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We are used to see the armed forces as the highest example of attachment to one’s country, as a lifestyle choice ready to meet death as the highest example of self-denial. But that is not always the case, or at least, not everywhere around the world.

When being a military man is not a free choice, but compulsory, when conscription does not last a year, but a lifetime, when survival conditions are put at risk in daily life more than in battle, it is no longer about belonging to a military body, but about a new form of slavery. Or perhaps I should say a “renewed” one, because there have already been example of men forced to fight against their own will in human history.

This is what UN says, mentioning one of the many outskirts of the world, Eritrea. In the latter, unlimited military service is the exact equivalent of a form of slavery and is, therefore, “a crime against humanity.” “About 400,000 people in Eritrea are slaves of unlimited military service” said Mike Smith, president of the Commission for Eritrea of the UN Council for Human Rights. In 2015, over 47 thousand Eritreans tried to flee to Europe in search of asylum, whereas tens of thousands of other Eritreans headed to South Africa and other neighboring countries.

“Eritrean officials – says the UN Commission report – exercise a genuine right of ownership over the citizens; “There are good reasons to believe – the Commission says – that Eritrean officials have committed the crime of enslavement, a crime against humanity, which they have been perpetrating systematically and persistently since 2002”. “There are very few people who are not forced to serve their State in the armed forces” Smith said at a news conference. And this is one reason why the Eritreans are fleeing in their thousands to this small country in the Horn of Africa, with 6.5 million people.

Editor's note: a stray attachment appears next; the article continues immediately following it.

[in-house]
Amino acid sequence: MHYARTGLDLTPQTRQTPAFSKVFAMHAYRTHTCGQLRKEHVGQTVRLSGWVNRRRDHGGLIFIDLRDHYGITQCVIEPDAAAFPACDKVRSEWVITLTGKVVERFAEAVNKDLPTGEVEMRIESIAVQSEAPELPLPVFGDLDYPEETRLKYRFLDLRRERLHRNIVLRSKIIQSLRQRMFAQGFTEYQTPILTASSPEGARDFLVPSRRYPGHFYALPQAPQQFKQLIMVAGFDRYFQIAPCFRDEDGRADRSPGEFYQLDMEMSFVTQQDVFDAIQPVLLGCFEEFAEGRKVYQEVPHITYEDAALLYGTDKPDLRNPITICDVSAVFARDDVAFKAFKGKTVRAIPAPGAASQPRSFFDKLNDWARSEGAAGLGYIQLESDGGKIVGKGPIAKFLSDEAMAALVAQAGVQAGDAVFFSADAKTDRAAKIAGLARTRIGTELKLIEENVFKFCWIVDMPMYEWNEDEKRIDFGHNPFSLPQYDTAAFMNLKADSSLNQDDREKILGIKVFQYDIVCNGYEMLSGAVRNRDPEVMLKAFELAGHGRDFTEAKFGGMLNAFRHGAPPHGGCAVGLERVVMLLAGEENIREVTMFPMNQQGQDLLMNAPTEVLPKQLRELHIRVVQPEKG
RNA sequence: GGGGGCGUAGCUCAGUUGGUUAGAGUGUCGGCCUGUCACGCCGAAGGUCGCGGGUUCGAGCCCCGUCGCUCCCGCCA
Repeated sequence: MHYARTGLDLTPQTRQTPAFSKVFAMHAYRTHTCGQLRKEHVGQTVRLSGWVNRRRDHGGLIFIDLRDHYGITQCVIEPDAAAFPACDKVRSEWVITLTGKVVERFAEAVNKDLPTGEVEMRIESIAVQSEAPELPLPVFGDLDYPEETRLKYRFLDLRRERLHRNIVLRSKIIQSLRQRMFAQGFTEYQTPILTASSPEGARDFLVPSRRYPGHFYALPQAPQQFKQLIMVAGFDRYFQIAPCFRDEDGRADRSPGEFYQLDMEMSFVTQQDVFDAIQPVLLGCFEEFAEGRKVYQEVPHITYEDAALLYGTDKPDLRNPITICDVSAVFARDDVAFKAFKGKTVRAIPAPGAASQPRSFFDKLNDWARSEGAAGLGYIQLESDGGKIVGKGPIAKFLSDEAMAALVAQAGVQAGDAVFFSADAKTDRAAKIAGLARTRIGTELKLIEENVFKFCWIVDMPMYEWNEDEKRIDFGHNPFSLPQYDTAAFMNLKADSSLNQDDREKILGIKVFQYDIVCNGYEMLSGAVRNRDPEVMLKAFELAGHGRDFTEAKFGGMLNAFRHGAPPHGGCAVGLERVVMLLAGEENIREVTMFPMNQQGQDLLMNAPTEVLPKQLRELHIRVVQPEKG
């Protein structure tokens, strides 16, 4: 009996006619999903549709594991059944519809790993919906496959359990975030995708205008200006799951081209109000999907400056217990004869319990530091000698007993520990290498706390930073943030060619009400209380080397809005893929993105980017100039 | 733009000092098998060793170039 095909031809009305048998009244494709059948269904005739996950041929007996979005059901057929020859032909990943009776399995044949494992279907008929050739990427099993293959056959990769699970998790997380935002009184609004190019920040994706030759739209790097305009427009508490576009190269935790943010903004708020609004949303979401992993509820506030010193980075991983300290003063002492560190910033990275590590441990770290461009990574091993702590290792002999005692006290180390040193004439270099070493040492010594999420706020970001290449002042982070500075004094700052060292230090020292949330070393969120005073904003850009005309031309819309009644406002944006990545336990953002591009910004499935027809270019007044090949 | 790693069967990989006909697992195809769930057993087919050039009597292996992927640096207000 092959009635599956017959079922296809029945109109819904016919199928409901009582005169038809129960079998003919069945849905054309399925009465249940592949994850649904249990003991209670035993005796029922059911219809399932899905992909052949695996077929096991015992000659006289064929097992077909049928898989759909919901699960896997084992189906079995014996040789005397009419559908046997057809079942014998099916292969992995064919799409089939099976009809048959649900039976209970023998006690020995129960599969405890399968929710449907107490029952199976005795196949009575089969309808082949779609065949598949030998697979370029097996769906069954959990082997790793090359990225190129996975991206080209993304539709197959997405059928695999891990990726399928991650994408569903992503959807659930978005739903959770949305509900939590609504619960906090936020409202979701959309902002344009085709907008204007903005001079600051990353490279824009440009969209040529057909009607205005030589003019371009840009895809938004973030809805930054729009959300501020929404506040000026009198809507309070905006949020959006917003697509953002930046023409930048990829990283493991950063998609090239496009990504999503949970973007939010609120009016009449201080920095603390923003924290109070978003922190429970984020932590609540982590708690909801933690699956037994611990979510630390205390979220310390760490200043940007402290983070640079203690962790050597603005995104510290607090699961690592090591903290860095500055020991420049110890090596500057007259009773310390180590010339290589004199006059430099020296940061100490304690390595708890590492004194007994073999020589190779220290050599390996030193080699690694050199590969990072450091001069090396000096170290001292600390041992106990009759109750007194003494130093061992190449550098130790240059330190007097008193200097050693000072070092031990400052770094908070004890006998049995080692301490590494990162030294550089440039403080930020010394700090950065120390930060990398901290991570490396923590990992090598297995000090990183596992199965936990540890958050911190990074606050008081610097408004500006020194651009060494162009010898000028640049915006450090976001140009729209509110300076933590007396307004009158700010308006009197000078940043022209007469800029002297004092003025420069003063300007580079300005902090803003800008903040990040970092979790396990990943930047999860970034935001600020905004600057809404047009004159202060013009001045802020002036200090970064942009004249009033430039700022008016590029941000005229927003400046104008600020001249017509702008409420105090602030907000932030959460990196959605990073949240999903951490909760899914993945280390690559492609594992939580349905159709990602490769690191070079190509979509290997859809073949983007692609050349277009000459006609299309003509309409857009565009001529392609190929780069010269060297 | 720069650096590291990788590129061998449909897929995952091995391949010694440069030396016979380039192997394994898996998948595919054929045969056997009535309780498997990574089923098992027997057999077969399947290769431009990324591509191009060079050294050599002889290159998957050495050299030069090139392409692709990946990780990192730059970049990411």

According to the Commission of Inquiry, military service should be reduced to a year and a half at the most, as expected. But things are very different in the real world: according to the report, “in the last 25 years, everything boiled down to detention centers, military training camps and other locations around the country.” The President of the Committee of Inquiry has asked the Council to adopt “targeted safety measures” against the perpetrators of these crimes.

Among the recommendations to be presented to the Human Rights Council, there will be also a request to the Eritrean government to implement the 1997 Constitution and ratify a number of conventions that guarantee human rights; as well as the application of the Criminal Code, Criminal Procedure, and Civil Procedure drafted in May 2015. The situation in the country degenerated after 1993, when under the UN’s aegis was held a referendum to decide if Eritrea were to finally become an independent country or stay in the federation with Ethiopia. 99% of Eritreans voted for independence, which was officially declared 24 May 1993. Since then, the country is in the hands of Isaias Afewerki, President-master who heavily exploits regional conflicts. Aferwerki has isolated and militarized Eritrea. People are very poor and corruption is skyrocketing.

According to the latest annual Amnesty International report, the human rights situation in the country is tragic: “Military training is still compulsory for children. Recruits have been used to carry out forced labor. Thousands of conscience prisoners and political prisoners continued to be arbitrarily detained in appalling conditions. The use of torture and ill-treatment are a widespread phenomenon.” Exactly one year ago, the United Nations spread a document that summarizes survey results on the situation concerning rights. The conclusions of this UN document were terrible. A year has passed… An insult to freedom, but we are in one of the peripheries of the world, one of those places where no one has a specific interest. An invisible place; in fact, nothing has changed.

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